Say what you want about Oliver Reed—he was a lunatic, a scenery chewer, whatever. The truth is that there’s enough humanity in that madness that you believe his bafflement when even he doesn’t comprehend what he’s done. I’m not sure I could ever buy him as a suburban dad I guess he’s supposed to be here but maybe pairing him with someone like Black—and an actor like Burgess Meredith who does most of the real scenery chewing in his brief role—certainly keeps things off kilter.


But maybe I’m slightly baffled by the whole thing because within its strange performances and genuinely creepy moments is a rather lethargic pace and an overall feel that suggests maybe it would have been more appropriate for Curtis to make it as a TV movie. It could have aired on ABC on a Sunday night, run closer to 90 minutes and it would have been one of the top-rated shows of the week. Of course, then it wouldn’t have had Reed and Bette Davis in the cast and maybe even the most effective moments would have been toned down. As it is, I freely admit that if I had ever watched the movie late at night on TV when I was a kid it would have truly scared me. Hell, some of that whacked out 70s imagery is potent enough that it would have gotten to me if I’d watched it by myself late at night now.

With the sort of finale that seems almost par for the course for 70s horror, when the film ended I wasn’t sure what I thought of it. I didn’t know if I liked it, if I had any satisfaction from seeing it at all and had the strong desire that I wanted to get home and go to sleep. And yet when I got home some of the imagery, especially a shot or two from the end, suddenly appeared in my head and at that time of night I didn’t really want it there. I guess that’s some sort of answer. Actually, the ending reminded me slightly of a mediocre film from a few years ago. If I said the title that would ruin the ending of both of them but while the structure was similar, in the case of the newer film it was all sensation with, if memory serves, a pop song over the end credits. In the case of the end of BURNT OFFERINGS, it was a true feel of dread that stayed with me. Hell, I knew there was something wrong with that house from the start, yet I stayed there. And just like the people in the movie, I guess I paid the price.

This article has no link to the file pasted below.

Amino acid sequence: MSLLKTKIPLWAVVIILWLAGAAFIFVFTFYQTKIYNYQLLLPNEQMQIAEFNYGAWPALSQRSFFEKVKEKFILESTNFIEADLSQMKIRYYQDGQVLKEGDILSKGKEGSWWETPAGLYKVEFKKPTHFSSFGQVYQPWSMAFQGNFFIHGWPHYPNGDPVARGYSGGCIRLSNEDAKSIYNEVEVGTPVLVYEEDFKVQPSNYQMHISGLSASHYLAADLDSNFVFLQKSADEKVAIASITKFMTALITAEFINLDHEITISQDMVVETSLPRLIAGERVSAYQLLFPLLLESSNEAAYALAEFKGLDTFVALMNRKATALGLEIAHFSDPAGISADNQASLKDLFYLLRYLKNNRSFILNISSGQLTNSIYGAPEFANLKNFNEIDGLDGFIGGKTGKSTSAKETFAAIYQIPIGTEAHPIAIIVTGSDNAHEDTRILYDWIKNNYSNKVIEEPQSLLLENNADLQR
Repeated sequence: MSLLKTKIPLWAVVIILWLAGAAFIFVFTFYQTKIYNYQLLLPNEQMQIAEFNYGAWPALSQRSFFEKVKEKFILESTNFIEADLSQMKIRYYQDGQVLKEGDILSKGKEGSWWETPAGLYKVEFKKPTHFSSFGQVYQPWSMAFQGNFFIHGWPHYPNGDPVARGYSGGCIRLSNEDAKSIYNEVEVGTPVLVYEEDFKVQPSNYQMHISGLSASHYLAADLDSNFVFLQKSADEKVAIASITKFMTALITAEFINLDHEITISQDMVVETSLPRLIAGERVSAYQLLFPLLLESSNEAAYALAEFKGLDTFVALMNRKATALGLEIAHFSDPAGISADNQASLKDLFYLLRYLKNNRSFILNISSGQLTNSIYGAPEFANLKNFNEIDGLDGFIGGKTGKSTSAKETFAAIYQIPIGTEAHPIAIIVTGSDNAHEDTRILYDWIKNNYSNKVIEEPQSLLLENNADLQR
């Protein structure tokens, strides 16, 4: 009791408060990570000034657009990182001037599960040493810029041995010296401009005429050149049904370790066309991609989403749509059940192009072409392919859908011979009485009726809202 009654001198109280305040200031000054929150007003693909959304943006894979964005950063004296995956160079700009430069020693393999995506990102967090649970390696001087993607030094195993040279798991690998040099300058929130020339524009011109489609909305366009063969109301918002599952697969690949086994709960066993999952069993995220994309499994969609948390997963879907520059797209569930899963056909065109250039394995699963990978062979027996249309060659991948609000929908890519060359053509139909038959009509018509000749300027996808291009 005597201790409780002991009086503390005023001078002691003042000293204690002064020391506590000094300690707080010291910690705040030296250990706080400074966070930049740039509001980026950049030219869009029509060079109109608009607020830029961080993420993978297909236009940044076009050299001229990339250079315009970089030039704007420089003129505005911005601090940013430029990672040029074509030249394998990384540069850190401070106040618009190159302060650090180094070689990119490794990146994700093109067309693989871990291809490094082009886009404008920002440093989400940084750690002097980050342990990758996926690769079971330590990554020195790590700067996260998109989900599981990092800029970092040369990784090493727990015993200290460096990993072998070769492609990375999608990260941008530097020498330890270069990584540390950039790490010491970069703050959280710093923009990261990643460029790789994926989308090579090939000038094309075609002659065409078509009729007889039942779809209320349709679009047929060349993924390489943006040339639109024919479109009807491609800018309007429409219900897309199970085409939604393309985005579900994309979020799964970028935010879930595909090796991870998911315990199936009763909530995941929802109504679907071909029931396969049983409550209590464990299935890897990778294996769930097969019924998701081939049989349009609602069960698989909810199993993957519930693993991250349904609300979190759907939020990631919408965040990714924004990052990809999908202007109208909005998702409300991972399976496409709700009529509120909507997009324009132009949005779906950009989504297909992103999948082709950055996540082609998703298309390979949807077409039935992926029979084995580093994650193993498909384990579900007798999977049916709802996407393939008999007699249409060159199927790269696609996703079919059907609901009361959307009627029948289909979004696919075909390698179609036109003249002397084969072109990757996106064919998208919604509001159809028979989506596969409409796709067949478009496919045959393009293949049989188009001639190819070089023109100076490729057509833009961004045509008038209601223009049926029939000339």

2 comments:

Darren Gross said...

Originally, the film began with a few scenes showing hellacious city living, with Reed fighting for a parking space with a spot-stealing Dan Curtis cameo role, and a couple of scenes outside and inside their tenement apartment basically establishing their pleasant comraderie and their desire the get the hell out of the city for the summer. In a bedroom scene, Black proposes renting a summer place, but Ben says they can't afford it, which makes her go cold on him. When he agrees to entertain the idea she reponds to him physically.

Curtis cut these out, feeling that the film doesn't begin until they get to the house. I've got some great stills from these, but the scenes themselves were destroyed or tossed out over the years.

Apart from this, the film is exactly as scripted. One scene that was in the book and an early draft of the script had the Dub Taylor character returning half-way into the film, to see how the house was coming along, and speaking conspiratorially to Marion, who seems to understand that possessing the house means sacrificing her family.

There certainly is a wonderful nihilistic, gloomy vibe to 70s horror. The photographic style is certainly part of it and the gloomy Bob Cobert music helps it along. Curtis was originally going to shoot it in Scope, but chickened out, according to him, probably because the feeling it would require extra time to light and setup shots.

Mr. Peel said...

Very interesting to learn all that, thanks Darren. And you're right about the vibe that seems to pervade movies like this, the sort of feeling that you almost can't put your finger on. I wonder how different the movie would have been if he'd gone ahead and actually shot in in Scope?